Gregor Cimerman, Researcher, XLAB
Smart boat use case focuses on bringing the Cloud and Fog functionalities to the boats and marinas. Equipping boats with IoT devices capable of collecting data from the boat sensors and their position is interesting, but adding processing edge devices on boats that can be collaboratively used together with Cloud is even more hot. The possibilities to exploit this kind of boat-fog network are countless from Big Data collecting and processing perspective or development of applications and services on top of this infrastructure. This is our main motivation for using the mF2C platform which neatly covers and simplifies some of the largest requirements we are trying to meet.
Sensors, IoT, Fog and Cloud layer
Our sensoric device is Sentinel, a boat monitor system developed by Sentinel Marine Solutions. This special purpose device connects to the boat and enables tracking and monitoring vitals such as battery, bilge water level and more.
[Smart Boat system components communication]
Our job is to provide the intermediate hardware and software that will connect this device to the mF2C platform in a seamless way. We plan to bring Fog capabilities to the boat with additional processing and networking device installed on it already. The processing component will be able to filter and manage the data while the networking proxy will take over the communication protocols to communicate towards the Cloud, other boats and marinas using WiFi, LoRa and 4G network. Our use case covers connecting smart boats together for sharing internet connection, aggregating sensor data and saving bandwidth when transmitting reading over network.
We are currently working on connecting the Sentinel sensors to the edge device which will handle the communication with mF2C. This includes Sentinel sensors and a mini computer Raspberry Pi acting as a mF2C edge on which the Sentinel sensors are connected via Bluetooth. For long distance communication between Raspberry iIs we are also testing the LoRa system which will enable better range than WiFi or Bluetooth can.
Our LoRa capabilities come from a module from Cooking Hacks that we attach to the Raspberry Pi.
[Cooking hacks Raspberry PI LoRa module.]
The Sentinel team provided us with a Boat Monitor device, which normally communicates with their Sentinel sensors present on a boat. It aggregates all sensor data and streams it to their cloud system or an Android phone if it is connected through their Bluetooth App.
[From left to right we have the Sentinel Boat Monitor device, example of data gathered from boat monitor and map tracing the sailing path.]
[Raspberry PI 3 version B in plastic enclosure with transparent plastic window.]
[Figure depicts different communication paths used to deliver information from Fog.]
[Figure depicts usage of mF2C services even in case of limited connectivity to the cloud.]
[Two RaspberryPIs with LoRa modules in close proximity for testing the communication.]
We designed multiple options for communication between Smart Boats and Cloud. We can have different hardware on each Smart Boat with different uplinks to the Cloud. In normal scenario Smart Boat would access the Cloud over cellular network. All Smart Boats are equipped with LoRa radio which can work in receiving or transmitting mode. We are using LoRa modules from Microchip model RN2483A.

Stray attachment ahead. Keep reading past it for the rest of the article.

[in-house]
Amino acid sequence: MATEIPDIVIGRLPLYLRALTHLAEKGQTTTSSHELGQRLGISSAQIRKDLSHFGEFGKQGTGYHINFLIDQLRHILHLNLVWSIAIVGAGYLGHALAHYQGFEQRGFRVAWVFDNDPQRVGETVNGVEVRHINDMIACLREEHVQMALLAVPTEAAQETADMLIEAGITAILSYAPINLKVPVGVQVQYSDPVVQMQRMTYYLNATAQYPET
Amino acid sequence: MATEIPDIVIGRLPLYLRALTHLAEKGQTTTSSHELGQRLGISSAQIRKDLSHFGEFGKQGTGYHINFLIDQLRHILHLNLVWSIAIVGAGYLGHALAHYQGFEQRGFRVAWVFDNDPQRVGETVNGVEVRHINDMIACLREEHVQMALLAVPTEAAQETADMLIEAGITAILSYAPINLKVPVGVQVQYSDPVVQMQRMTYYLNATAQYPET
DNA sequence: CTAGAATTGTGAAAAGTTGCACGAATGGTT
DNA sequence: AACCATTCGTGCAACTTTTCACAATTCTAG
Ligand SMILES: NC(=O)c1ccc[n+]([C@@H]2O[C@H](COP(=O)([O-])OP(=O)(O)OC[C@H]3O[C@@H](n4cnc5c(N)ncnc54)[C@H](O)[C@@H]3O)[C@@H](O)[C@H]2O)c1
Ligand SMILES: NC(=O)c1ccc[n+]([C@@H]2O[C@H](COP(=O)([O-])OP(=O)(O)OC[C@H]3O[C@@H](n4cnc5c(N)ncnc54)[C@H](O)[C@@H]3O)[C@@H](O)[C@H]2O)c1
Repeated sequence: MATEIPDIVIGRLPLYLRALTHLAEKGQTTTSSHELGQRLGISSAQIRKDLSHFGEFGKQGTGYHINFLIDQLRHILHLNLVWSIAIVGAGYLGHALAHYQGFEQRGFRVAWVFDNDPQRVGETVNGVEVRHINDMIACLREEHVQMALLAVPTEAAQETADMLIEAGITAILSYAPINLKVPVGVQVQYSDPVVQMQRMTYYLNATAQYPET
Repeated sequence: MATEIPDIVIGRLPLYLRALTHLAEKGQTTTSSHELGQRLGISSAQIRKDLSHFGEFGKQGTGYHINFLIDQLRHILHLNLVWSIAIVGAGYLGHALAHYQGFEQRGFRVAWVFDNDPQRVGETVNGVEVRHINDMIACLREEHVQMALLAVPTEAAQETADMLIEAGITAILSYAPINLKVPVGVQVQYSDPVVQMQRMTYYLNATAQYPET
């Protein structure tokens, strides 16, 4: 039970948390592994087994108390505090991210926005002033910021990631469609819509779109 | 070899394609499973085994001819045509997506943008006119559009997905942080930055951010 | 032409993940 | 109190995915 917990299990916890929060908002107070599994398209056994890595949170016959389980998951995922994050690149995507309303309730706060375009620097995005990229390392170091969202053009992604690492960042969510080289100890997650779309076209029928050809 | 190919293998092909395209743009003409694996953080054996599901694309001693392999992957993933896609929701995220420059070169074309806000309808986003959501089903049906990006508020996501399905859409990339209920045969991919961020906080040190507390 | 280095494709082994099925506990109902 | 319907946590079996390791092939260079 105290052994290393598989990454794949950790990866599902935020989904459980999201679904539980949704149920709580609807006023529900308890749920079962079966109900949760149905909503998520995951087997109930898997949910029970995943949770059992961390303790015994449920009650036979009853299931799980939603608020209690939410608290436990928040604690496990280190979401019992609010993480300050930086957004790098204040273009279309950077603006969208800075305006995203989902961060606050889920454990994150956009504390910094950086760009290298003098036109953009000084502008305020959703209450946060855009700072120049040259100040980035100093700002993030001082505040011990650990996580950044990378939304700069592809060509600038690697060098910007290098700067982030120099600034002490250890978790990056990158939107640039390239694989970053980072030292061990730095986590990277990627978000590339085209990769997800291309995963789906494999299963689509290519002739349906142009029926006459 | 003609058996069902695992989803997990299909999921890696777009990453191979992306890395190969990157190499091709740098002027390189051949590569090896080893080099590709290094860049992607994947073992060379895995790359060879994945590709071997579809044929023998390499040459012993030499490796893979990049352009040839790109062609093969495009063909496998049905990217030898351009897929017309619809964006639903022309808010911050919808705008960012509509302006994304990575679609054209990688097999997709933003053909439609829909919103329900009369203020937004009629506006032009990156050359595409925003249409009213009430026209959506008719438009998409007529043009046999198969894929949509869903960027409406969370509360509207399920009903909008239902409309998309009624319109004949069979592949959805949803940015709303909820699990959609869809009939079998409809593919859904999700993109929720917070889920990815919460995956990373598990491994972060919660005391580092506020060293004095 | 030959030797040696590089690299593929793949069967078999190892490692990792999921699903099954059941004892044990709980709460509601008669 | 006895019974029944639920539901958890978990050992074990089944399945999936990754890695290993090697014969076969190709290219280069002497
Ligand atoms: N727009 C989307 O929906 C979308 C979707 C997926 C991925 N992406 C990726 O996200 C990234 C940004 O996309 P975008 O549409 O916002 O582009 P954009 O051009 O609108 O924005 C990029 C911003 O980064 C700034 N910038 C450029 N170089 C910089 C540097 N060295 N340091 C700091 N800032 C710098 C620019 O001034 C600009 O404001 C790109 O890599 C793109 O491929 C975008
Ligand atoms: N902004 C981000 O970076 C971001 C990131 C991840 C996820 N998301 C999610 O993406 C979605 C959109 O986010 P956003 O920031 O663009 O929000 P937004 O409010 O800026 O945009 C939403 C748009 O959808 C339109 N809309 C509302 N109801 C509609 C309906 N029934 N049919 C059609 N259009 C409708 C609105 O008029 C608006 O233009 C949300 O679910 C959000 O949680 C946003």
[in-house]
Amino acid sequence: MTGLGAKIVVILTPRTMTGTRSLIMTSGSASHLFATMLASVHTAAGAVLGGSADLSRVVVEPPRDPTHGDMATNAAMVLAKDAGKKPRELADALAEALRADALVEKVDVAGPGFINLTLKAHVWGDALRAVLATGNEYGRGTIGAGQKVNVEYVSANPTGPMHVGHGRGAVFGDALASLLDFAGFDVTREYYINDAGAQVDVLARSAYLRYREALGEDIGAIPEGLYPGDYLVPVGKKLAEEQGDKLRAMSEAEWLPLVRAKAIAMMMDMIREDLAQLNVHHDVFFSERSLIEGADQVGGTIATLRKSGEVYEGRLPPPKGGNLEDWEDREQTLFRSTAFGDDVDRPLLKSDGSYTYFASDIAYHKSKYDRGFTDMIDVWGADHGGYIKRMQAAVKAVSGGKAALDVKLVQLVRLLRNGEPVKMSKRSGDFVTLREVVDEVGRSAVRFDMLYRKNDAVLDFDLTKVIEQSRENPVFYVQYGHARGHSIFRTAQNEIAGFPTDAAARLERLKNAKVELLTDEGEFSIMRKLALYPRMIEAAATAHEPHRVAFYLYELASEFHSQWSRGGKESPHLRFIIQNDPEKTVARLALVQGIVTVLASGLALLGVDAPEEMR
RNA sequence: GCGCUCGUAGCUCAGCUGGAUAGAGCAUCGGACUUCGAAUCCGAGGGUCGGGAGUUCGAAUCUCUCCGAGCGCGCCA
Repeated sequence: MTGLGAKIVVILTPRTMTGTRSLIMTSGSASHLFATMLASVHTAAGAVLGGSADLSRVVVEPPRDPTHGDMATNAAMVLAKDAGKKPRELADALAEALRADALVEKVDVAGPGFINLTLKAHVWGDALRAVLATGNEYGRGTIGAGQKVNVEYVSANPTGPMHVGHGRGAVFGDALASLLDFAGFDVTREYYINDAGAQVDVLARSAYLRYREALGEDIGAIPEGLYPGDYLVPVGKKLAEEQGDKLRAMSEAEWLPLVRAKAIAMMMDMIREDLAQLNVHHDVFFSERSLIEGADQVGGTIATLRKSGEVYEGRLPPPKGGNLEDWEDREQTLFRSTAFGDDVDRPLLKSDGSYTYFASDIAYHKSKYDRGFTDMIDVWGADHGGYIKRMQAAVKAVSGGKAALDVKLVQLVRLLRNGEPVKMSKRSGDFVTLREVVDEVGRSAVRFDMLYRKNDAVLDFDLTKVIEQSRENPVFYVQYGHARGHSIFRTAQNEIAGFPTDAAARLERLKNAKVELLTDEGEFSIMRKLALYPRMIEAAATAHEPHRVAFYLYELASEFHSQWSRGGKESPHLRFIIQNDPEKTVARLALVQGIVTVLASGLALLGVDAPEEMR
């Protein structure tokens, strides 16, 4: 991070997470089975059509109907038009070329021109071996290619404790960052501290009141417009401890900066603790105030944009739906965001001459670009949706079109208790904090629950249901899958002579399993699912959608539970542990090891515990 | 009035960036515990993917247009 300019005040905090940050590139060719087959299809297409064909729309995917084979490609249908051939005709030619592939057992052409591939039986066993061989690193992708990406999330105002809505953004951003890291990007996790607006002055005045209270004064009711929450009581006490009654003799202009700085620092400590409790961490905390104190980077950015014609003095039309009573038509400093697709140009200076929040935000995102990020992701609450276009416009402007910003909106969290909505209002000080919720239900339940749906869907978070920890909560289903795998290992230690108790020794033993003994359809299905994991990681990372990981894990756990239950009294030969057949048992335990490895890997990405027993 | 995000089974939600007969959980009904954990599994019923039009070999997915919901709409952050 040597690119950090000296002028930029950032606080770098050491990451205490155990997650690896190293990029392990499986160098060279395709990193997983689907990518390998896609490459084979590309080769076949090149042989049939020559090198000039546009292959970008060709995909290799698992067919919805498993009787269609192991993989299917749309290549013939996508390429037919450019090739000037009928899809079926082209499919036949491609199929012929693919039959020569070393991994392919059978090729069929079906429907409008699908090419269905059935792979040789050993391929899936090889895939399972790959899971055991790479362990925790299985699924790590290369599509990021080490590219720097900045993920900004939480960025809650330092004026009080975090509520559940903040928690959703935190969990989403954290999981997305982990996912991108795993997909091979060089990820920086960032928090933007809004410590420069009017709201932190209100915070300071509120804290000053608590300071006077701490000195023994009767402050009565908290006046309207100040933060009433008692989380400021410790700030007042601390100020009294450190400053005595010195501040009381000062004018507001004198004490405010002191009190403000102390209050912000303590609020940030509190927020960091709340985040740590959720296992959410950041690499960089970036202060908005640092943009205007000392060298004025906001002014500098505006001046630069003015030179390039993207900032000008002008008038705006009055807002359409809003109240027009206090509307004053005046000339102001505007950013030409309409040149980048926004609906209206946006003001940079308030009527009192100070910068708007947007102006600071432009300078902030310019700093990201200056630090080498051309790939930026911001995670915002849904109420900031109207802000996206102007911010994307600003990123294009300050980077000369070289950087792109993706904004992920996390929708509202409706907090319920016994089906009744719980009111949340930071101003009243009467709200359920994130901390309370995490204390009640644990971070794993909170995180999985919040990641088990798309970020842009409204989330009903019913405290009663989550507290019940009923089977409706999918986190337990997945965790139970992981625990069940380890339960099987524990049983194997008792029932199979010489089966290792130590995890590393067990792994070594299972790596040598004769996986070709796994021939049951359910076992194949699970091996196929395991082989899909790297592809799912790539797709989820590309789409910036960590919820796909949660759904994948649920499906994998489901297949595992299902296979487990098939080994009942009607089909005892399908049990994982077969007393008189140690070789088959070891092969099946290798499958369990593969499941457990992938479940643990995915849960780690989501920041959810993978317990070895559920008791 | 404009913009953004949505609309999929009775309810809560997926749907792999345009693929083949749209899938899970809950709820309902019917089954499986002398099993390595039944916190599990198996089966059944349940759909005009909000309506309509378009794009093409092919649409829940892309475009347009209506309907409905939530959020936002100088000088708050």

Mode selection is done based on connection to the cloud, if Smart Boat doesn’t have connection to cloud it switches LoRa radio to transmitting mode and sends data over LoRa P2P network mode and another Smart Boat which has connection to Cloud relays data. Currently we are working on solution how to send acknowledgment to Smart Boat without direct connection to Cloud, that data was successfully relayed to Cloud.
The Sentinel devices use Bluetooth to communicate with clients. Originally only supported devices are the ones running Android operating system. Our goal is to connect Sentinel devices to be able to read sensor data into our Raspberry Pi Fog device. This will enable secure transfer of the boat sensor data to the Cloud leveraging mF2C framework.
To achieve this, we had to port the Sentinel’s Android library to Raspberry Pi. The goal is to have relatively lightweight Java libraries, which use the Android Bluetooth library from Android SDK. This lets us create Docker containers for collecting Sentinel data, which connect to the Bluetooth hardware via Linux’s D-Bus API. Intel has developed an open source project called Tiny Bluetooth LE Library (TinyB for short) for exposing the D-Bus as a simple C++ or Java API. TinyB uses the official Linux Bluetooth protocol stack blueZ.
Communication towards mF2C is also possible via LoRa radios, because they use UART port for commands and data transmission. This makes them simple to work with Docker containers as well.
The long-term goal of this exercise is to connect existing streams of sensor data from boats to a powerful framework which will enable hitherto unseen features and data processes, bringing new value to the boat data. The mF2C brings such a framework that promises modularity and simplicity for deploying computation and data processing modules to run in the Fog, while at the same time offering stability of operations and security of data transmissions. But to get there, we are currently in the process of bringing the necessary building blocks, which handle the physical communication on all available levels.